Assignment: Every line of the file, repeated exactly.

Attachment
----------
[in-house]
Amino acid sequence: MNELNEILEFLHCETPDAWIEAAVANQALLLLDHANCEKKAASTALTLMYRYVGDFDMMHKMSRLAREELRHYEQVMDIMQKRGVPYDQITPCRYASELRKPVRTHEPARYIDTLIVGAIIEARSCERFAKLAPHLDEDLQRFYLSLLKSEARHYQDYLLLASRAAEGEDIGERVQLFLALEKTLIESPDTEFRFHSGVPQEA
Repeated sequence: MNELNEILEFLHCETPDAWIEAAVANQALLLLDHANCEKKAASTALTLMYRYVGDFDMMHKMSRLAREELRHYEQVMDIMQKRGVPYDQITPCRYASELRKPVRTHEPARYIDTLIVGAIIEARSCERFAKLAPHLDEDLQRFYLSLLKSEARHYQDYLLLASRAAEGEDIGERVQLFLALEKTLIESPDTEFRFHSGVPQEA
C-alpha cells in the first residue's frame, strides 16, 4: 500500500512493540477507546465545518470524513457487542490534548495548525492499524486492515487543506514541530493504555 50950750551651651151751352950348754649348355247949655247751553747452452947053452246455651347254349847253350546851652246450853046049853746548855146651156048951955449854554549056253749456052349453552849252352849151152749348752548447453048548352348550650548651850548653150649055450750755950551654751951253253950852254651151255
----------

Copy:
[in-house]
Amino acid sequence: MNELNEILEFLHCETPDAWIEAAVANQALLLLDHANCEKKAASTALTLMYRYVGDFDMMHKMSRLAREELRHYEQVMDIMQKRGVPYDQITPCRYASELRKPVRTHEPARYIDTLIVGAIIEARSCERFAKLAPHLDEDLQRFYLSLLKSEARHYQDYLLLASRAAEGEDIGERVQLFLALEKTLIESPDTEFRFHSGVPQEA
Repeated sequence: MNELNEILEFLHCETPDAWIEAAVANQALLLLDHANCEKKAASTALTLMYRYVGDFDMMHKMSRLAREELRHYEQVMDIMQKRGVPYDQITPCRYASELRKPVRTHEPARYIDTLIVGAIIEARSCERFAKLAPHLDEDLQRFYLSLLKSEARHYQDYLLLASRAAEGEDIGERVQLFLALEKTLIESPDTEFRFHSGVPQEA
C-alpha cells in the first residue's frame, strides 16, 4: 500500500512493540477507546465545518470524513457487542490534548495548525492499524486492515487543506514541530493504555 50950750551651651151751352950348754649348355247949655247751553747452452947053452246455651347254349847253350546851652246450853046049853746548855146651156048951955449854554549056253749456052349453552849252352849151152749348752548447453048548352348550650548651850548653150649055450750755950551654751951253253950852254651151255